A Letter from Tad's Brother
Brothers Just Know These Things About Each Other
Who is Tad DuPriest and why is there a foundation in his name? The answer to “Who is Tad” is quite complex, so let me begin with how we started a foundation in Tad’s honor. Before I continue though, you may be wondering why I said “Who IS Tad” rather than “Who WAS Tad”? Is Tad still alive you ask? Well, yes and no. Unfortunately, Tad departed the physical world on July 20th, 1992; however, his spirit very much lives and breathes in many of us today. I will elaborate in a minute. Let me get back to the origin of the foundation. Several years ago I was with my wife Melanie and six year old daughter Sydney at St. Catherine’s Daisy Days, when a strangely familiar woman approached me. She reintroduced herself to me as Bentley Keso, a best friend of Tad’s in high school. After telling each other about our families, Bentley wasted no time in relaying to me how much she still missed and loved Tad. She went on to say that a real passion had been tugging at her heart to start a foundation in Tad’s name in order to raise money for a children’s charity. I was so moved, as I always am whenever I run into Tad’s friends (they are my best friends now too) who talk to me as if Tad was physically still alive. She said that she had spoken to a few other friends of Tad’s and that they were fully behind starting the foundation. Without further hesitation, I committed myself to helping start a foundation that would raise as much money as possible for a worthy cause.
Who is Tad?” Tad was born on May 9th, 1973, in Ashland, VA with our parents Rob and Barclay. We both attended Hanover Academy from Kindergarten through Seventh Grade. After that, we had the privilege of attending St. Christopher’s School in Richmond, VA from Eighth to Twelfth Grade. As I was three years older than Tad, I finished my four years at Hampden-Sydney College in 1992 as Tad was finishing up his freshman year at Randolph-Macon College. That summer was high with expectations, as it had been planned that the DuPriest family would take Cancun by storm at the end of July. I was especially excited about the trip, because it was going to be the first time in so many years that Tad and I would just have each other to buddy around with. Sadly, our family I were unable to , on July 20th, 1992, Tad and I were working at St. Christopher’s Summer Experience Camp. Tad was driving a van load of campers back from putt-putt. He was coming down River Road when the van edged off the shoulder and flipped several times. Luckily no children were killed in the accident, but Tad was not as fortunate. He was buried at age nineteen. I was twenty-two.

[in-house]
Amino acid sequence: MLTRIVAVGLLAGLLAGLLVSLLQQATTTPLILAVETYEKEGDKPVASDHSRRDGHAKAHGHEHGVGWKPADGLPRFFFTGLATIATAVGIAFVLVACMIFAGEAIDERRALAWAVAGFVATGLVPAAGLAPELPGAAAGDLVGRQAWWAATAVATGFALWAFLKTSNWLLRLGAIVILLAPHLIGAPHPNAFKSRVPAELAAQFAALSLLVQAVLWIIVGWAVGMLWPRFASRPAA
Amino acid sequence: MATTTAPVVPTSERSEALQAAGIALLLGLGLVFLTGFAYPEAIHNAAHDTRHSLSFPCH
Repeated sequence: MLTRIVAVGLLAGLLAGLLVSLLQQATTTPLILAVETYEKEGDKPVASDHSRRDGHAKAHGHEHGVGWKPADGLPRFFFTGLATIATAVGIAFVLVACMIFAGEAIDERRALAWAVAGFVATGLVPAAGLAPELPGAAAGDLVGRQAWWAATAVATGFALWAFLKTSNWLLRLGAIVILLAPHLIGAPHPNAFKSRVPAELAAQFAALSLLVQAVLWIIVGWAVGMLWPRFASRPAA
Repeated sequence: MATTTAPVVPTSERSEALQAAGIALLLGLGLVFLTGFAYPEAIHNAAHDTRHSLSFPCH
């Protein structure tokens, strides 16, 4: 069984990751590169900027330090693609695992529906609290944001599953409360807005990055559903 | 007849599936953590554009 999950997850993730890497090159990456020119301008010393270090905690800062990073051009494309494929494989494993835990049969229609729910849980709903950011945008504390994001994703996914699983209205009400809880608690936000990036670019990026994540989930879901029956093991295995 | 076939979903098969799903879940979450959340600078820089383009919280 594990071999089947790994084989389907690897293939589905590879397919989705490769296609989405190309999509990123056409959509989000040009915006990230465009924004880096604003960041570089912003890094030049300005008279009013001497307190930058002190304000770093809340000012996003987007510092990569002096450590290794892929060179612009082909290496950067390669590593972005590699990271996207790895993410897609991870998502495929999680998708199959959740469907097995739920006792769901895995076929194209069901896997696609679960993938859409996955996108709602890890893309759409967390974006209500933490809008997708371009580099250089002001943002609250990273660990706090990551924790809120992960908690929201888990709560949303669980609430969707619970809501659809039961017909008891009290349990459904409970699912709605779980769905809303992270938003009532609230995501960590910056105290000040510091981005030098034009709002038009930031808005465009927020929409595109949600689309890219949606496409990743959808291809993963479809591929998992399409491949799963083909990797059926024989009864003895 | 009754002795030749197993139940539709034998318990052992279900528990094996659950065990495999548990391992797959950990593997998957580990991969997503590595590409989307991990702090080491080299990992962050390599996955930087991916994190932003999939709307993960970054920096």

I do not think we often recognize or appreciate true beauty until it is gone, or at least appears to be gone. Now don’t get me wrong in assuming I am saying Tad represented true beauty. If you knew him like I did, you definitely knew there were many characteristics of him that did not come remotely close to true beauty. In fact, many were just the opposite. However, when Tad DuPriest was on his “game,” I always felt like I was witnessing something special, something resembling “true beauty.” Tad was graced with outstanding athletic ability and excelled much faster than the other Ashland kids his age. I always liked to relate his rapid athletic development to the fact that I allowed him to play sports with me and the older boys in the neighborhood, but this argument quickly went by the wayside as his athletic accomplishments kept piling up at a tremendous speed. Now I must mention that one advantage (or disadvantage) Tad did have growing up was his weight. He definitely was a little larger than your normal kid. In fact, the only real way I could get back at him if he ever made me mad was to hold up his old baseball team photo (all the kids were seven years old in the photo) and say, “Hey, who is that assistant coach standing on the end next to all the little kids?” This would immediately lead to rapid tears from Tad followed by a swift beating on me. In high school and for one year in college, Tad grew more and more into his body and became a real force to be reckoned with on the football and baseball fields and earned several honors in each. He actually was a hell of a basketball player too. I distinctly remember one particular time in which he was on the court and I was in the stands, and we made eye contact for several seconds. He was looking for advice from me. I gave it, and without a second’s thought, he executed it to perfection. As he ran back down the court, we made eye contact again and just smiled. This was definitely one of my many beautiful Tad moments. While Tad was more times than not on his “game” athletically, it was really Tad’s quick wit and humor with his friends that also defined him as being on his “game.”